Two Lives in Labor: Sarah Barron Part 2
Edited by Avi Y. Decter. Originally published in Generations 2009-2010: 50th Anniversary Double Issue: The Search for Social Justice.
Part IV: On Strike
Missed parts 1 – 3? Start from the Beginning
The following account of her early years in the labor movement is taken from an oral history conducted by Barbara Wertheimer, June 4, 1976.
In the early thirties . . . things got so bad down here, and you couldn’t get a job. And Sonneborn’s closed, and, of course, I got blacklisted because I was a chairlady. I couldn’t get a job no place. I worked at Sonneborn’s ‘til 1931.One shop I later helped to organize, and I could have gotten the job, but what? A couple of women worked there that worked with me and they say, “Oh my God, there goes Sarah, our chairlady!” And I knew I wasn’t going to get the job!
I got a job to sell shoes. I worked there six months, then I got a job at Leibow Brothers. That was my last job. Things got so bad in our industry, it was terrible, They were making coats for a dollar and a quarter. So they came in from the [Amalgamated] national office . . . and said, “We’re going to call [a strike].” we had this big meeting and at the fourth Regiment Armory and every tailor from all the alleys and all turned out, and all was there. And they decided to call the general strike. But not including Schoeneman’s and not including Cohen and Goldman’s shop. But everybody else was on strike. We were all on strike.
That was 1932, September 13th. That was the first day we were striking. Well, on this strike, while we were on strike, we knew a lot of people from this Cohen and Goldman place . . . [Jacob] Potofsky at that time said, “Let’s go in front of Cohen and Goldman’s.” So we took the mass picketing. We got to Cohen and Goldman’s and got on the window sills and when they saw us, we saw those people begin to drop and get dressed to come out. And they locked the doors. They wouldn’t let them out. Somebody called the fire department to open up the doors, see. And we took out a lot of the vest department but all those Yankees, they didn’t come out, they stayed inside. We picketed there.
So we got Cohen and Goldman’s picketing; that’s when myself and six other people, we got locked up and they wouldn’t let us out. We were locked up in jail. They said that you can only walk four, and we were eight. Therefore, they wouldn’t let us out on bail. We were in the Northeastern police station. Mr. Edelman was already our lawyer, so they took us out the following day. They had that law you could not picket only four and we had mass picketing. The inspectors named us. So one day we had four or five hundred girls arrested. They didn’t have any room for us at the station house. We went to the recreation room of the policemen, with a little matron down there and . . . it was mostly all girls and they brought us doughnuts, coffee. So they got a big lawyer, Curan his name was, and he said, “No, we’re not, we can’t put bail for them, too many people. Let them stay here!” They had a patrol car and everything else . . . it was very exciting.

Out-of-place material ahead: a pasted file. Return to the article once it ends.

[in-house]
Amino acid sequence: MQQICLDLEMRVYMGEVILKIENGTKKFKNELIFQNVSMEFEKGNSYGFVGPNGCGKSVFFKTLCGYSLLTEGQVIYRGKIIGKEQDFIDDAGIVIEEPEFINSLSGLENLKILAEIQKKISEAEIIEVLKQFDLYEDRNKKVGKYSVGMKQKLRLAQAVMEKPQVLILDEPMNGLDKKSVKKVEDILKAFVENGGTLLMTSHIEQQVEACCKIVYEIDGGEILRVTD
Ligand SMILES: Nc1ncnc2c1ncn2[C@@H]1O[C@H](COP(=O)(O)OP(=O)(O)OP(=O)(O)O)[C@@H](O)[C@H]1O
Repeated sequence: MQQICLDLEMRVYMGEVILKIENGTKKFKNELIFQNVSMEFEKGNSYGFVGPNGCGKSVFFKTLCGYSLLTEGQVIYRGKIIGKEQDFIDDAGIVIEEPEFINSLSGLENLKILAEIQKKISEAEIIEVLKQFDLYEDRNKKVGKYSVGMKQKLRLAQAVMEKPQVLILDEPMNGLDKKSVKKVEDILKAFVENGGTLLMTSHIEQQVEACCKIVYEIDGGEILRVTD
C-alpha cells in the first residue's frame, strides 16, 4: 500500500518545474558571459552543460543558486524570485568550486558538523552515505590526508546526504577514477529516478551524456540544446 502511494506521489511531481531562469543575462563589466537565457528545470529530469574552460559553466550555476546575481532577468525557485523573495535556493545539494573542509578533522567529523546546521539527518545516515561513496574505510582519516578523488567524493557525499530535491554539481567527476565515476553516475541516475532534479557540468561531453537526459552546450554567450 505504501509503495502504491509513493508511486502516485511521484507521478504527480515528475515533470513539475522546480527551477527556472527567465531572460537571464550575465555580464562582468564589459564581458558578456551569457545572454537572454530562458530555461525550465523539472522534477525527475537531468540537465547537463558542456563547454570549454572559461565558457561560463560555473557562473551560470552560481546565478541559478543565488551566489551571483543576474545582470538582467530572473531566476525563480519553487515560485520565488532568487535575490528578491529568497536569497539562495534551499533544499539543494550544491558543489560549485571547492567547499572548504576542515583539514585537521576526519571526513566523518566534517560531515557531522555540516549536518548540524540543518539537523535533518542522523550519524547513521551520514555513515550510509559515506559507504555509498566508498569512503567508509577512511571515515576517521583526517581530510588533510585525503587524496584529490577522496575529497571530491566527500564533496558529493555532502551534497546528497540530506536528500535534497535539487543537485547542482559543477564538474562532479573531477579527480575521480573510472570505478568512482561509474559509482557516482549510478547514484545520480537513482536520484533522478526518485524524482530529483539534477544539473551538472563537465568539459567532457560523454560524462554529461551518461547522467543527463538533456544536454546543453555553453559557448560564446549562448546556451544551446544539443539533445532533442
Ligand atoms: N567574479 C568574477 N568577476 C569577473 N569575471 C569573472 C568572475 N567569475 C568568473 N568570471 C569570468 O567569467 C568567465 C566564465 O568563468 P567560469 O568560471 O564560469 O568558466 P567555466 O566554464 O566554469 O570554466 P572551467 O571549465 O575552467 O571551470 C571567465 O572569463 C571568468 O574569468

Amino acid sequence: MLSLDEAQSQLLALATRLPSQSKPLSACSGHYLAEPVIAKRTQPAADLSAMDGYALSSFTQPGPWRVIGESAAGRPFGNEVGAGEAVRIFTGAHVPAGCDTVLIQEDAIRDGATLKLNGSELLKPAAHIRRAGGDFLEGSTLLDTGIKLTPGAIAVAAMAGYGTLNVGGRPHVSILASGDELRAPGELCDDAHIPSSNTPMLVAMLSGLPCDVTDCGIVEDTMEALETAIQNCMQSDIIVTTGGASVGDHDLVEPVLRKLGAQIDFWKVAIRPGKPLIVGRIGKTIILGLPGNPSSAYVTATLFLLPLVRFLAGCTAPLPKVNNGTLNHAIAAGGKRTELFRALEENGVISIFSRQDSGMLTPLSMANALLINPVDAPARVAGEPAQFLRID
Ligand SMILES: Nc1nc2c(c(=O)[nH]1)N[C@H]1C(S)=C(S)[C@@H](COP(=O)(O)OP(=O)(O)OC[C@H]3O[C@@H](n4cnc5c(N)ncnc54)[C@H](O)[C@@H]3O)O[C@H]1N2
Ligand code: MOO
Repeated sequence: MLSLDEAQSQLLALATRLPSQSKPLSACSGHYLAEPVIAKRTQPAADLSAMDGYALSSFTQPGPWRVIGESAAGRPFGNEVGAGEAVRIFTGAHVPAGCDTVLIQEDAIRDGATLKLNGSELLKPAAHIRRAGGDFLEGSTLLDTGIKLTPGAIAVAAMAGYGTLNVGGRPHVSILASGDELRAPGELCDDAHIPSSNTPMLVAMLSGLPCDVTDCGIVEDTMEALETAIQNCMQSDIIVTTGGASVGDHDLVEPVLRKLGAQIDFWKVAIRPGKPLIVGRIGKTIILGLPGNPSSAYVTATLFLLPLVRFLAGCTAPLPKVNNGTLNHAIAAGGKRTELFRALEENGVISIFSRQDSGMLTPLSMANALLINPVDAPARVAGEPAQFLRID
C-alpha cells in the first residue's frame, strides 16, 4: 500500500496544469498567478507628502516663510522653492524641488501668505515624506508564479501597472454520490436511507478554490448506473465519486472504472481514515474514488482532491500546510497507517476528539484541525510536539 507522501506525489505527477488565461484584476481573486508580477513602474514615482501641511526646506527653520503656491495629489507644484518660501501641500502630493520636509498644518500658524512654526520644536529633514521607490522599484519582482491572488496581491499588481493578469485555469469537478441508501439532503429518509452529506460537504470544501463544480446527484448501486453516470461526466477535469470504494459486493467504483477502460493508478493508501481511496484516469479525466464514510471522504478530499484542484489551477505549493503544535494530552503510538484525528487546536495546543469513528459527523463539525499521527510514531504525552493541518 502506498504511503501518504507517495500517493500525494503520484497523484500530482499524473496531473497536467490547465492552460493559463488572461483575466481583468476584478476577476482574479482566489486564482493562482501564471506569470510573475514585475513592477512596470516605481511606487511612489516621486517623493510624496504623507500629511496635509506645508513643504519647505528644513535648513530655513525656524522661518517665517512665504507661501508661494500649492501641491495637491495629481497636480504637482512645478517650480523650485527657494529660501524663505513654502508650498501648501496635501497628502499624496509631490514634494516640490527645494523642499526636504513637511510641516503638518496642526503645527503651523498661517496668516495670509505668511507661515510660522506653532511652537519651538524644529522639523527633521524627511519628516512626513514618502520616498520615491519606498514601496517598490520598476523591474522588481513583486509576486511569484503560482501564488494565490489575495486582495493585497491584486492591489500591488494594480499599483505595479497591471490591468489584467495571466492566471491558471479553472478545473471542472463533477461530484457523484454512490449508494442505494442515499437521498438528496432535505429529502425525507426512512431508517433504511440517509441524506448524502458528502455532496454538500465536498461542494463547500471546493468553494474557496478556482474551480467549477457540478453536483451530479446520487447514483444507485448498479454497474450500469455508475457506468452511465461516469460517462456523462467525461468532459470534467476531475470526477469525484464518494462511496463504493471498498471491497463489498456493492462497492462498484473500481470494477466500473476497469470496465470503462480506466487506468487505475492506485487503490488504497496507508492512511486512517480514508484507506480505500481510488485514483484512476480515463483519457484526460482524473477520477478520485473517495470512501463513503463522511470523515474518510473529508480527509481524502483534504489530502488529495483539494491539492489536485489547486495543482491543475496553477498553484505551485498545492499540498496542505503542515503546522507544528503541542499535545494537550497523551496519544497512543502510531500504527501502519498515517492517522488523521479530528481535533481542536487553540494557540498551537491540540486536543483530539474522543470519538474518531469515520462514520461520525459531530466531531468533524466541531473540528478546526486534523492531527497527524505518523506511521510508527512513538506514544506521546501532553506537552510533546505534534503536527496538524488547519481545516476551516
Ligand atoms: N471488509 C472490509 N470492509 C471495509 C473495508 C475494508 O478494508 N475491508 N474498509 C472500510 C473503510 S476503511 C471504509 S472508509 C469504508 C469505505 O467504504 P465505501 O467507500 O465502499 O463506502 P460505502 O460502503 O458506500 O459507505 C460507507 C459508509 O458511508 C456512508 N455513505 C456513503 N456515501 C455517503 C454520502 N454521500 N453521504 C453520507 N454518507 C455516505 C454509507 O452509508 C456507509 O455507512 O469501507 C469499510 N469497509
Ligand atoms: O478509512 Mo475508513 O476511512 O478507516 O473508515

My shop wasn’t on strike, but they asked me to come out for twelve dollars a week to help ‘em go to organizing, go and visit people and all. So, I did; it was a lot of excitement. There was other times that I was paid. I was doing work, but I wasn’t on the staff–it was a special job for the strike. And we went back on the picket line. We had sixteen people on the picket line. If they’re going to lock us up they’re going to have to make some kind of test case on this mass picketing. So we did, and they kept on saying, “Sarah, take the girls home.” The police did that. Inspector Lurch said, “I’m telling you again, leave only four people, because I’ll be compelled to lock you up.” So, he locked us up. Well, before that every time we got on the picket line with a big bunch of people, they would lock us up. I was locked up thirteen times in one day!
I just got in there, I didn’t even have to tell them my name. The judge decided at that time—that was toward the end of the strike—that as long as we have peaceful picketing, walk two-by-two, we have a right to picket. See, he made a decision and not only did it help our union, it helped all the other unions in the city. So we were really the test case at that time. Since then they allowed mass picketing. And we were really the ones who had something to do with mass picketing. That was in 1932.
It was 800 girls on strike. Now I went back to Leibow’s, to my job. The strikers, you know, we were only paid three dollars a week strike benefit; they had no money. We had a shoemaker who gave us cut-rate, half-price to fix the shoes. The women cooked; we had soup kitchens and all. So I went back to Leibow’s. And Blumberg called me in. He said, “Sarah, we’re getting so many organized,”—that was in 1934 already—“I think you ought to go on the staff.” He says, “Because we’ll give you Cohen and Goldman’s; they’ve got nothing but women and very few men and some other shops and then you’ll work with some organizers; we will begin the organizing campaign.”